If you work on a construction site in Mildura or Wentworth you can expect a visit from a work safety inspector in the coming weeks. Because cross border work is common here, workers and employers need to be aware of what is expected by both jurisdictions.
WorkSafe and WorkCover NSW safety inspectors will be paying visits to construction sites in Mildura and Wentworth as of next week in an effort to highlight safety requirements in both states.
Builders and sub-contractors will receive education about workplace safety requirements in both Victoria and NSW when safety inspectors from both jurisdictions begin their visits on March 16th. Inspectors will be focusing on fall protection and UV sun protection, two areas which presumably are often overlooked yet commonly result in injuries.
In an article on SafetyCulture.com.au the planned visits were discussed and the statements of WorkSafe Regional Operations Manager Trevor Butler were quoted. He explained that despite the recent decline in work place injuries over the past two years, there were still too many workers in the region reporting injuries.
Mr Butler stated, “Over the past five years, on average, one worker was seriously injured every fortnight on a construction site in Mildura. More than 11 percent of those injuries were caused by falling from heights,” said Mr Butler.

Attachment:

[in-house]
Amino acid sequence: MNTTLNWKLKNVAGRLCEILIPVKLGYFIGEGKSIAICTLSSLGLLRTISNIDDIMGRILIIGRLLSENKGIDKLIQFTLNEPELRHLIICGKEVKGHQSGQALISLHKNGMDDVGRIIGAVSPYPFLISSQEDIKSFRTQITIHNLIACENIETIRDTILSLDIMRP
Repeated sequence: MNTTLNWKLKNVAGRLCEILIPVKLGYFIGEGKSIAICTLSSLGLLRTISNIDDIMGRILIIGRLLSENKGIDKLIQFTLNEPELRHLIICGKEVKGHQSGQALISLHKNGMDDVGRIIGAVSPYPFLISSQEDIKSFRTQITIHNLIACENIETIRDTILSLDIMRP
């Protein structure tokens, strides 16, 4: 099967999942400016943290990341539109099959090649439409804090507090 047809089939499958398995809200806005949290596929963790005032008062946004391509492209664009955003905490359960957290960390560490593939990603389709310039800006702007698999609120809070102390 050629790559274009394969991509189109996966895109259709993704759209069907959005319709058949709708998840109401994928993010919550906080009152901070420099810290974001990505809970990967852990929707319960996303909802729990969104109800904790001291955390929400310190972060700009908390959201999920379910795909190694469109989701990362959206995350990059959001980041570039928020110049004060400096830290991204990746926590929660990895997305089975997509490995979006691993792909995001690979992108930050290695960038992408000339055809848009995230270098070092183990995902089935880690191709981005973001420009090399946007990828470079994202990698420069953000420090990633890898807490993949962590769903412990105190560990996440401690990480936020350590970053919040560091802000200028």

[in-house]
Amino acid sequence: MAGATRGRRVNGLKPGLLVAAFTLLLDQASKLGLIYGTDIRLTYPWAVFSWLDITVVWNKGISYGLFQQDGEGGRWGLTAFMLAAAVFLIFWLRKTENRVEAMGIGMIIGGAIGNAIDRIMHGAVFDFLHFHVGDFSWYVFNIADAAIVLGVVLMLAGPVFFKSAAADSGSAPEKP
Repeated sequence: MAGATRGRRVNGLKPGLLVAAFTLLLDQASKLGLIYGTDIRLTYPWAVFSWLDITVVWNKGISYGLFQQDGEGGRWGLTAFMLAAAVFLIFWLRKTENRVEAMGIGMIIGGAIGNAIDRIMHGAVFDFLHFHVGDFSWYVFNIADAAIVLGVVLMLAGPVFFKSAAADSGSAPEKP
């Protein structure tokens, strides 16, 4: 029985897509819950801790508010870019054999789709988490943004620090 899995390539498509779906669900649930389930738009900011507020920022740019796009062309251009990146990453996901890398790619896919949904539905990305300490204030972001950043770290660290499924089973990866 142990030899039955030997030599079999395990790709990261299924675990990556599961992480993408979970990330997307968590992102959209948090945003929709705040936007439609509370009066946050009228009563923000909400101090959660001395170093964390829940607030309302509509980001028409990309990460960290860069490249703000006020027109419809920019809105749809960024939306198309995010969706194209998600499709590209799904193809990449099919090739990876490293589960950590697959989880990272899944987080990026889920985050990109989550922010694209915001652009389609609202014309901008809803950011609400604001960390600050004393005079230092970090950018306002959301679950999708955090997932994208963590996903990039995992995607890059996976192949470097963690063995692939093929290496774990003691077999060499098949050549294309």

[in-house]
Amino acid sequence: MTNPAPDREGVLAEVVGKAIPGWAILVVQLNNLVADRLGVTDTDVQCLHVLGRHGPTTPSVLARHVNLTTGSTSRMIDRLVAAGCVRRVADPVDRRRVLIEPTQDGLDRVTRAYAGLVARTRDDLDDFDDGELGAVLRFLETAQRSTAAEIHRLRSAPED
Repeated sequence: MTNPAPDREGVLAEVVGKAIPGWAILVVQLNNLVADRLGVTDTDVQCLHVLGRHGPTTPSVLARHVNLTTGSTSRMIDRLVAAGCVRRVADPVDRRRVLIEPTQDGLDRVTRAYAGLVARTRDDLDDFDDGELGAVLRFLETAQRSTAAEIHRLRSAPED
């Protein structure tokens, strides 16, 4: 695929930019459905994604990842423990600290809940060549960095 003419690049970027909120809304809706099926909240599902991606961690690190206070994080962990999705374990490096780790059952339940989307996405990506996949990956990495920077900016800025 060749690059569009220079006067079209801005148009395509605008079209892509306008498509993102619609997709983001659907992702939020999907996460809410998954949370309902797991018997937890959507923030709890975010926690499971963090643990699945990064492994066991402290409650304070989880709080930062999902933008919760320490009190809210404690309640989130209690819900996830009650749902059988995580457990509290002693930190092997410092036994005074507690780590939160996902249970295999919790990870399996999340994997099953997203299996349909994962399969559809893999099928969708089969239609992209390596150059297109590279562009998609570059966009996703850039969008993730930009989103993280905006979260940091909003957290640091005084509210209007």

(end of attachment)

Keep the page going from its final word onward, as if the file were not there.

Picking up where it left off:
“Falls from ladders and roofs, or falling into stairway voids were far too common. Sometimes it was incomplete scaffolding that led to a fall. The disappointing thing was that none of these incidents would have happened if the risks had been properly managed.”
There were several tips also mentioned by Mr Butler about minimising the risks of work on a construction site such as work from height safety, the creation of safe work method statements, fall protection measures, supervision of work and so on. He also explained that inspectors will be addressing the use of UV protection during their visits.
“We’re urging the local construction industry to take more care when it comes to managing exposure to UV rays,” said Mr Butler.
“If you’re working outdoors, it’s no longer acceptable to be bare chested or sporting footy shorts and a singlet. Long sleeve tops and knee length shorts provide better protection from UV rays. And don’t forget to wear a hat and regularly reapply sunscreen to exposed skin. Don’t let your guard down when it comes to being sun smart.”
Peter Dunphy of WorkCover NSW’s Work Health and Safety Division was also quoted in the article. He, like Butler highlighted the importance for construction workers to be in agreement when it comes to risks and controls on a work site, regardless of whether they worked in NSW or Victoria.
Workers working across borders have to comply with the same or similar requirements for high-risk work licences, plant operator competencies and must also accept the other state’s safe work method statements and management plans, according to Dunphy.
He highlighted the importance of the inspections in NSW where housing construction is among the most high risk industries.
Both organisations are urging people involved in construction in both states to get an inspection checklist, available from all major hardware stores before the visit.